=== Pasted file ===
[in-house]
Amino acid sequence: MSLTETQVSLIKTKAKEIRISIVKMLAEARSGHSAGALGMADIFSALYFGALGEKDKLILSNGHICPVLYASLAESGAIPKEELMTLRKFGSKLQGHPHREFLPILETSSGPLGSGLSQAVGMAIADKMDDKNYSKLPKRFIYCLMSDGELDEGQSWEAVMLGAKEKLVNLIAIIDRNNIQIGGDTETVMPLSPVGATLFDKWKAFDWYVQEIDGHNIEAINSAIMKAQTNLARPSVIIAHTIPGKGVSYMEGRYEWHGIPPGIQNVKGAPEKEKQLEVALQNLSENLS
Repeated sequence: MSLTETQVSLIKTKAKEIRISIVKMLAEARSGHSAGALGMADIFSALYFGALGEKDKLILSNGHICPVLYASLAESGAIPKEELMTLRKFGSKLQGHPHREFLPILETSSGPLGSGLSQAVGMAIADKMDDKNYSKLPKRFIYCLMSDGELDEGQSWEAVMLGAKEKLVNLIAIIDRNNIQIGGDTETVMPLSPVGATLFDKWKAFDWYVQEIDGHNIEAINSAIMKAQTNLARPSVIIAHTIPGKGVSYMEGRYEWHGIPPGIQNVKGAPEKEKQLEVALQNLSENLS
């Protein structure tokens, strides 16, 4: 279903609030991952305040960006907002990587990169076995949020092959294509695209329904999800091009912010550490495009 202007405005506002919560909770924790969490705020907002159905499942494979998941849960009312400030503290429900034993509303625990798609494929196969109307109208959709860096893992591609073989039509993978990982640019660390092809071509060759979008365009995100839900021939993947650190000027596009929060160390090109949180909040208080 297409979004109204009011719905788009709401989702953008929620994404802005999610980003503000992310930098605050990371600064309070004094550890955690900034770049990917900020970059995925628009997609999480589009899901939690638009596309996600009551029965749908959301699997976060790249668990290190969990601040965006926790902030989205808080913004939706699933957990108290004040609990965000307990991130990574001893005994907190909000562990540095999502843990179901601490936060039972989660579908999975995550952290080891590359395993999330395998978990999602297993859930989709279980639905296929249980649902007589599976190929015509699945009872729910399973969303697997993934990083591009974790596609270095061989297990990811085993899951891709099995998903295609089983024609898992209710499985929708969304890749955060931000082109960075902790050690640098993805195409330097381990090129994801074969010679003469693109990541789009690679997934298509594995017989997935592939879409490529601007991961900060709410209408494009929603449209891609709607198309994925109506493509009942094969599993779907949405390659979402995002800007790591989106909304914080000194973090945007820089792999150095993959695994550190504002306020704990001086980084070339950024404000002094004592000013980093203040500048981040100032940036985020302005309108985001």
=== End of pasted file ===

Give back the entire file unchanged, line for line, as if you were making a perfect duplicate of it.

[in-house]
Amino acid sequence: MSLTETQVSLIKTKAKEIRISIVKMLAEARSGHSAGALGMADIFSALYFGALGEKDKLILSNGHICPVLYASLAESGAIPKEELMTLRKFGSKLQGHPHREFLPILETSSGPLGSGLSQAVGMAIADKMDDKNYSKLPKRFIYCLMSDGELDEGQSWEAVMLGAKEKLVNLIAIIDRNNIQIGGDTETVMPLSPVGATLFDKWKAFDWYVQEIDGHNIEAINSAIMKAQTNLARPSVIIAHTIPGKGVSYMEGRYEWHGIPPGIQNVKGAPEKEKQLEVALQNLSENLS
Repeated sequence: MSLTETQVSLIKTKAKEIRISIVKMLAEARSGHSAGALGMADIFSALYFGALGEKDKLILSNGHICPVLYASLAESGAIPKEELMTLRKFGSKLQGHPHREFLPILETSSGPLGSGLSQAVGMAIADKMDDKNYSKLPKRFIYCLMSDGELDEGQSWEAVMLGAKEKLVNLIAIIDRNNIQIGGDTETVMPLSPVGATLFDKWKAFDWYVQEIDGHNIEAINSAIMKAQTNLARPSVIIAHTIPGKGVSYMEGRYEWHGIPPGIQNVKGAPEKEKQLEVALQNLSENLS
């Protein structure tokens, strides 16, 4: 279903609030991952305040960006907002990587990169076995949020092959294509695209329904999800091009912010550490495009 202007405005506002919560909770924790969490705020907002159905499942494979998941849960009312400030503290429900034993509303625990798609494929196969109307109208959709860096893992591609073989039509993978990982640019660390092809071509060759979008365009995100839900021939993947650190000027596009929060160390090109949180909040208080 297409979004109204009011719905788009709401989702953008929620994404802005999610980003503000992310930098605050990371600064309070004094550890955690900034770049990917900020970059995925628009997609999480589009899901939690638009596309996600009551029965749908959301699997976060790249668990290190969990601040965006926790902030989205808080913004939706699933957990108290004040609990965000307990991130990574001893005994907190909000562990540095999502843990179901601490936060039972989660579908999975995550952290080891590359395993999330395998978990999602297993859930989709279980639905296929249980649902007589599976190929015509699945009872729910399973969303697997993934990083591009974790596609270095061989297990990811085993899951891709099995998903295609089983024609898992209710499985929708969304890749955060931000082109960075902790050690640098993805195409330097381990090129994801074969010679003469693109990541789009690679997934298509594995017989997935592939879409490529601007991961900060709410209408494009929603449209891609709607198309994925109506493509009942094969599993779907949405390659979402995002800007790591989106909304914080000194973090945007820089792999150095993959695994550190504002306020704990001086980084070339950024404000002094004592000013980093203040500048981040100032940036985020302005309108985001």